Short Term Health Insurance In Michigan

Two different regulations – one state and one federal – limit the length of short term health plans in Michigan. The federal government’s rules state that these plans can last for no more than 90 days, so that’s the current term limit for these policies in Michigan and throughout the country.

Michigan law is different, however. The state government stipulates that temporary health plans can’t last for more than 185 days. Current federal regulation takes precedence. But if the Trump administration’s proposed 364-day term extension gets finalized, then the Michigan law will be more meaningful. In that case, despite the nearly one-year allowance permitted by the federal government, Michigan residents would have to keep their short term plans limited to a duration of 185 days.

You can re-apply for a new policy after your short term plan ends in Michigan, but the state sets limits on how often you can do this. In one year, which is defined as a period of 365 days, you can hold a temporary health plan for only 185 of those days. It doesn’t matter whether those days are consecutive.

Think of it this way: If you have a three-month short term health plan, you may be eligible to take out a different short term policy as soon as the first one ends. Alternatively, you can wait a few months and then take out a second three-month policy. Note that if your health status changes, so will your insurability. Short term plans aren’t guaranteed issue, meaning you can be turned down based on your health history.

This situation might look a little different under the Trump administration’s proposal. If that change goes through, you could potentially take out a 185-day temporary health plan. At the end of its term, Michigan law stipulates that you’d have to subscribe to an Affordable Care Act plan or go without insurance for a period of time. And since open enrollment for ACA plans runs for about six weeks starting in November, you might have to go half a year without coverage depending on when you bought your short term plan.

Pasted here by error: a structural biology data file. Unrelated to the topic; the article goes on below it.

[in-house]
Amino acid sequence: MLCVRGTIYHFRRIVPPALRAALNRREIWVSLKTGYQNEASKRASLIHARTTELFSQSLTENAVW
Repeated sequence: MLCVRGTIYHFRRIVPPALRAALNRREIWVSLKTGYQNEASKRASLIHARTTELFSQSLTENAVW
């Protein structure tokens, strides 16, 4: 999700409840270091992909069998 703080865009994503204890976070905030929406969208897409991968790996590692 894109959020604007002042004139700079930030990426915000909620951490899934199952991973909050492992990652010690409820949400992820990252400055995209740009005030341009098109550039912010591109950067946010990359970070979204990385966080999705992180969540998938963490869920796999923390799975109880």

Michigan statutes specify that short term health plans don’t cover pre-existing conditions. If you’ve experienced an illness or injury in the last several years, don’t expect your temporary policy to pay for any related claims. This is an important distinction between short term health plans and ACA-compliant ones.

Another way that short term plans are different from ACA ones is that limited-duration plans don’t have to meet the standards of minimum essential coverage. Major medical insurance must cover things like prescription drugs, mental health services, substance abuse treatment and maternity care. A temporary policy might cover none of these.

A 2018 Kaiser Family Foundation survey looked at the 16 short term health plans that were available in Detroit at the time of the study. Of the available policies, 44 percent provided some coverage for mental health services, but only 25 percent included any provisions for substance abuse treatment. For prescription drugs, 44 percent of the policies offered some benefit. None of the 16 plans included any maternity care.

Because short term insurance policies don’t meet the definition of minimum essential coverage, subscribers may be subject to the individual mandate penalty. This fee remains in effect through the remainder of 2018.

Carriers Offering Short Term Policies in Michigan

Companion Life Insurance Company (Pivot Health)
The IHC Group (Independence Holding Company)
National General Accident and Health
UnitedHealthcare (Golden Rule Insurance Company)